Code of the District of Columbia

§ 1–1001.11. Recount; judicial review of election.

(a)(1) The Board shall recount the votes cast in one or more voting precincts, if, within 7 days after the Board certifies the results of an election for an office, a candidate for that office petitions the Board in writing and specifies the precincts in which the recount shall be conducted. Before beginning the recount, the Board shall prepare an estimate of the costs and inform the petitioner of the anticipated number of hours needed to complete the recount and the cost per hour. The costs of the recount shall not include any payments associated for salaried election officials. If the petitioner chooses to proceed with the recount, the petitioner shall deposit the amount of $50 per precinct included in the recount. If the result of the election is changed as a result of the recount, the deposit shall be refunded. If the result is not changed, the Board shall determine the actual cost of the recount. The petitioner shall be liable for the actual cost of the recount and the Board may collect that cost from the deposit made with the petition.

(2) If in any election for President and Vice President of the United States, Delegate to the House of Representatives, Chairman of the Council, member of the Council, Mayor, Attorney General, or member of the State Board of Education, the results certified by the Board show a margin of victory for a candidate that is less than one percent of the total votes cast for the office, the Board shall conduct a recount. The cost of a recount conducted pursuant to this paragraph shall not be charged to any candidate.

(3) In the case of an initiative or referendum measure placed on the ballot pursuant to § 1-1001.16, or a recall measure placed on the ballot pursuant to § 1-1001.17, the Board shall conduct a recount if the difference between the number of votes for and against the initiative, referendum, or recall measure is less than one percent of the total votes cast.

(4) The Board shall issue regulations prescribing the procedures for the Board to:

(A) Provide notice of a recount to candidates for an office subject to a recount;

(B) Conduct a recount and certify the official result of an election, initiative, referendum, or recall measure which is the subject of the recount; and

(C) Ensure that each candidate for an office subject to a recount may designate watchers to be present while the recount is conducted, or in the case of an initiative, referendum, or recall measure, ensure that members of the public may be present while the recount is conducted.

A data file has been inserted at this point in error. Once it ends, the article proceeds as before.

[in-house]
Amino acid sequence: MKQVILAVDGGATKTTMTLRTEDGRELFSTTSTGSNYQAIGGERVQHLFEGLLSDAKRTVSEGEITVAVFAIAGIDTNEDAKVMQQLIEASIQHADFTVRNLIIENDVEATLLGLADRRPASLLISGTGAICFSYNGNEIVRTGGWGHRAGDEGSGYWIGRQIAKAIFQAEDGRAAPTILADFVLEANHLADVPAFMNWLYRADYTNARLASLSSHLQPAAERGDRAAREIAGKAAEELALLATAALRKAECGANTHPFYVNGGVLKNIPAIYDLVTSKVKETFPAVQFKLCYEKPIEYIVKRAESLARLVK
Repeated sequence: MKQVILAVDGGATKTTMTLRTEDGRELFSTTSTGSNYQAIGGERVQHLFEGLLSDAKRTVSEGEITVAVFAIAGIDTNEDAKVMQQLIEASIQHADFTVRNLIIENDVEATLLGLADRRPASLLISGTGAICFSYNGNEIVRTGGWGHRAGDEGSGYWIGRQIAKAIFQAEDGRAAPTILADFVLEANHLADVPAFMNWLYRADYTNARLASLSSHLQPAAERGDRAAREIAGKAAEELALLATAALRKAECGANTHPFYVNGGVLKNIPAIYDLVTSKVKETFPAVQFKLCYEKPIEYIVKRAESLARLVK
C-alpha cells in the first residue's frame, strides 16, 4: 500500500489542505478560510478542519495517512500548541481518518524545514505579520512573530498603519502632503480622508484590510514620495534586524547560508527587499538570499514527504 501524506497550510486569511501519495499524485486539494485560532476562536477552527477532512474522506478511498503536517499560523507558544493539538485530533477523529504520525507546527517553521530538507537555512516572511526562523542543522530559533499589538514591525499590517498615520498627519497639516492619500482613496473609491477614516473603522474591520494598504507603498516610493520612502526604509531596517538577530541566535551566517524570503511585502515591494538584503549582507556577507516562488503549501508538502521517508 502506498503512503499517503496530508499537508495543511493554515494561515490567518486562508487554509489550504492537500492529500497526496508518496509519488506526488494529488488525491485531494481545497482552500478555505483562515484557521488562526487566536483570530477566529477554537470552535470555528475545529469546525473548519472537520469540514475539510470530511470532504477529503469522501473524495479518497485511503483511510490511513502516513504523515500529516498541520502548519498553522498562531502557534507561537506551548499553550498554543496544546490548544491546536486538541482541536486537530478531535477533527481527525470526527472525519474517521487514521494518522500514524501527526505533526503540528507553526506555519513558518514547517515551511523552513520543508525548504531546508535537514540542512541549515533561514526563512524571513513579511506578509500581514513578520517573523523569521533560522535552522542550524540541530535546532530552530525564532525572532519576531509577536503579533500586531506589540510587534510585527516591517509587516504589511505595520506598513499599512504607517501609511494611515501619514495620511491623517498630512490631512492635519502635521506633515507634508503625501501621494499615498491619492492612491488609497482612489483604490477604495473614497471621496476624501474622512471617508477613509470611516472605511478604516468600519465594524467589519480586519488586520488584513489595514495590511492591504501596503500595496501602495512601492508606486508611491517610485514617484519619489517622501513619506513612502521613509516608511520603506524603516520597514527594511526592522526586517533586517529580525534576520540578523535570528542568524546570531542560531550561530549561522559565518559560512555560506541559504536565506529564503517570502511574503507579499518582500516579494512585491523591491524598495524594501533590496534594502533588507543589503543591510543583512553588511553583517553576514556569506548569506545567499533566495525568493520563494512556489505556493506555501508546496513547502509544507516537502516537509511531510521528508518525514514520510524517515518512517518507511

(b)(1) Within 7 days after the Board certifies the results of an election, any person who voted in the election may petition the District of Columbia Court of Appeals to review the election. The Court’s authority to review the results of an election shall include initiative, referendum, and recall measures as well as elections for a particular office.

(2) In response to such a petition, the Court may set aside the results certified and declare the true results of the election, or void the election in whole or in part. To determine the true results of an election, the Court may order a recount or take other appropriate action, whether or not a recount has been conducted or requested pursuant to subsection (a) of this section. The Court shall void an election only if it:

(A) Determines that the candidate certified as the winner of the election does not meet the qualifications required for office; or

(B) Finds that there was any act or omission, including fraud, misconduct, or mistake serious enough to vitiate the election as a fair expression of the will of the registered qualified electors voting in the election.

(3) If the Court voids an election, it may order a special election, which shall be conducted in such a manner, and at such time, as the Board may prescribe.

(4) The decision of the Court in any case brought pursuant to this subsection shall be final and may not be appealed.

(5) The Court shall have the authority to require the losing party to reimburse the prevailing party for reasonable attorneys’ fees and other costs associated with the case, but shall not exercise this authority if it finds that the reimbursement would impose an undue financial hardship on the losing party.